Senate MP may have thwarted Schumer’s plan to legalize marijuana

There has been some debate over the past few months that the Senate majority, Chuck Schumer, might use some clever tricks to get around the requirement of a super majority of 60 votes to enforce comprehensive marijuana reform law. As it stands, an old rule known as filibuster stands in Schumer’s way to securing the votes necessary to bring legal weed to fruition. But if he could wrap it up in a proposal for a budget vote, chances are it could be passed by a simple majority.

If the term budget reconciliation sounds familiar, it’s because Democrats have only been able to achieve something like this in recent months. The budget reconciliation process allows the Senate to pass bills by simple majority (51 votes), essentially moving a bill without Republican support from the Upper Chamber. This is how they passed President Biden’s $ 1.9 trillion COVID relief bill despite Republicans having a fit of how this would cripple America.

Photo by Harold Mendoza via Unsplash

The problem with this tactic, however, is that the controlling party can typically only use it once per fiscal year.

But Schumer relied on Section 304 of the Congressional Budget Act of 1974, believed The Democrats had additional budget reconciliations. And if that were the case, he could try to include a long-awaited proposal on marijuana reform in another resolution. Schumer authorized that was possible in a recent press conference. He told reporters that he would confirm it in a couple of weeks.

The next step appeared to be subject to a decision by Senate MP Elizabeth MacDonough.

The Democrats soon got good news.

In April, the Senate MP found that the party did indeed have additional options for budget voting. “The MP has indicated that a revised budget decision may contain instructions on budget reconciliation. This confirms the head of state’s interpretation of the budget bill and allows the Democrats to use additional tools to improve the lives of Americans if the Republican obstruction persists, ”said Schumer’s spokesman said, according to The Hill.

However, it seems that Schumer exaggerated how much authority these reconciliations would give them. One recently report of Punchbowl News suggests the MP’s decision places tight limits on what Democrats can do with their newly enlightened option.

“The majority party – in this case the Democrats – cannot use reconciliation to bypass the regular legislative process, and there must be reasons beyond political expediency to trigger the majority threshold, such as an economic downturn,” it says the news source wrote of MacDonough’s decision. “In other words, the MP said Dems cannot use this as an abbreviation.”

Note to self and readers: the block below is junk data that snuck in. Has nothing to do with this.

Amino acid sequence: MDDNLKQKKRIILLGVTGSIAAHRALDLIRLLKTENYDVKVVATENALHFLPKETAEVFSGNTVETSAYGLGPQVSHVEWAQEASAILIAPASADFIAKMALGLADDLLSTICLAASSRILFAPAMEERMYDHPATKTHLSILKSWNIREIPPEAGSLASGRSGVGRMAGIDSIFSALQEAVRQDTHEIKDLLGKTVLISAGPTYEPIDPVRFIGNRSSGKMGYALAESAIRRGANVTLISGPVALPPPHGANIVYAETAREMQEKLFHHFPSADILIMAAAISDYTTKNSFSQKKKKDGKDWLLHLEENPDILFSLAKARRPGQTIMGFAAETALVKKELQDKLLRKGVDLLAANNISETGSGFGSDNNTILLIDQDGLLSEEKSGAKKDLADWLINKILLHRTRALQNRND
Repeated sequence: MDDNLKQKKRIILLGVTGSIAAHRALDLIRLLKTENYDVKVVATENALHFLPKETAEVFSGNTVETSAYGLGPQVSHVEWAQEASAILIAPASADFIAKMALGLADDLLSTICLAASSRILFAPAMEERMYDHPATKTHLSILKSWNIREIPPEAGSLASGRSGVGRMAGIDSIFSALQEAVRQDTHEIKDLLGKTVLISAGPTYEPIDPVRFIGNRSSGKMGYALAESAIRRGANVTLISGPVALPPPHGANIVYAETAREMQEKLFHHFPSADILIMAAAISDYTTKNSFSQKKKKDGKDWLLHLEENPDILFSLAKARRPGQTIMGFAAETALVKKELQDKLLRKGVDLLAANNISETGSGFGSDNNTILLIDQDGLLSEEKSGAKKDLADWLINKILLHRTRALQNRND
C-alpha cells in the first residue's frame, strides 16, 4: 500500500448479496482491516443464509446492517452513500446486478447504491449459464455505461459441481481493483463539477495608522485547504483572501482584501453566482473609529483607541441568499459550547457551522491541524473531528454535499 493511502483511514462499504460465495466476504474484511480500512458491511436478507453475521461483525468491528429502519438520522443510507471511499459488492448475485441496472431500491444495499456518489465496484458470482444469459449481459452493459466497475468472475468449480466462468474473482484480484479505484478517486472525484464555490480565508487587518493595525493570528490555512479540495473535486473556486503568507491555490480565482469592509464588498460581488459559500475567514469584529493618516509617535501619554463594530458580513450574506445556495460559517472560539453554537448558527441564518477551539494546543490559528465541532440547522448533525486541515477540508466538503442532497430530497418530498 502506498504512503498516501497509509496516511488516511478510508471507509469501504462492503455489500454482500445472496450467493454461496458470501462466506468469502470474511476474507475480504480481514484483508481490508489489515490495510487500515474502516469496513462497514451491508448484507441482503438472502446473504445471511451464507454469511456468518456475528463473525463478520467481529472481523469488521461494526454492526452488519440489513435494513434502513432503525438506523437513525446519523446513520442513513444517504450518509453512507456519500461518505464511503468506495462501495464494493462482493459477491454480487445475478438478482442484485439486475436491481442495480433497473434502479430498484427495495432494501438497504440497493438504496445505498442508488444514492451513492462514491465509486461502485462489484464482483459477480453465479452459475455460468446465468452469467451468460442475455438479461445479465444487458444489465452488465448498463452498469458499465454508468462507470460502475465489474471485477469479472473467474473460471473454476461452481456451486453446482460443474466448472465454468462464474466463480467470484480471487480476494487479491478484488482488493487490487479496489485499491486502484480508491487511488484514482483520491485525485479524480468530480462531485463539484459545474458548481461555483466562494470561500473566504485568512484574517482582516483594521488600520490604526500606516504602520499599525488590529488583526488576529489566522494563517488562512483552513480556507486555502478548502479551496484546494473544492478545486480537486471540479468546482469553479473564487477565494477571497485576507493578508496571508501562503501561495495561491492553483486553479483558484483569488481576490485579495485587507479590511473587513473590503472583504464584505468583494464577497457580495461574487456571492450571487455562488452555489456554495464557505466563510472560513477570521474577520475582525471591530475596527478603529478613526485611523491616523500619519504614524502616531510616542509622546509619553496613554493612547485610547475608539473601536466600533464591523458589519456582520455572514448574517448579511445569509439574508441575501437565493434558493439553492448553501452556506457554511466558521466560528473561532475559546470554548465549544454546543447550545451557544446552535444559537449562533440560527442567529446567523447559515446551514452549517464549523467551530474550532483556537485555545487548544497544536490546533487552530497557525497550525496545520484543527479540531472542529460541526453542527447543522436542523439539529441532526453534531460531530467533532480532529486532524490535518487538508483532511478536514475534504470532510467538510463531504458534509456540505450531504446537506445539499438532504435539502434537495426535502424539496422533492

Although the Democrats thought they had two more automatic budget balances this year, MacDonough’s ruling leaves them one. Schumer only has one chance to overtake critical points on the Biden agenda. And trying to convince the president that marijuana legalization has to be part of the deal is unlikely to work.

RELATED: Somebody should let the federal government know Americans want legal marijuana

Biden’s focus is on its American Jobs Plan, American Families Plan, and a Medicare Extension. That effort was originally supposed to be split between the two budget decisions, but now Schumer needs to find a way to do it all with one. Schumer would have a hard time convincing the Biden government to press weed into it. After all, Biden isn’t even sure if full legalization is the thing to do.

Will weed ever be federally legal in the US?  What the experts sayPhoto by Anton Petrus / Getty Images

Even the attempt to force a revision of another budget decision has to survive the entire committee and amendment process. This is where the Republicans could step in and build a vote. Senate Democrats simply do not have enough majority to take full advantage of the budget reconciliation process this year. Any misstep at this point could overturn Biden’s agenda.

RELATED: Senate Democrats Must Destroy Mitch McConnell For Marijuana Reform

So it seems that Schumer has to walk a fine line to advance the good of the Democratic Party. This could mean that his heavily publicized plans to advance a comprehensive cannabis reform move could be put on hold. It just doesn’t look like the Senate MP will allow Democrats to toss any old issue and carry it to the finish line with the budget reconciliation process.

Marijuana legalization will likely need to be done through regular legislative means (and subject to the GOP filibuster). Unfortunately, trying to legalize weed nationwide in this way means nothing but certain death.

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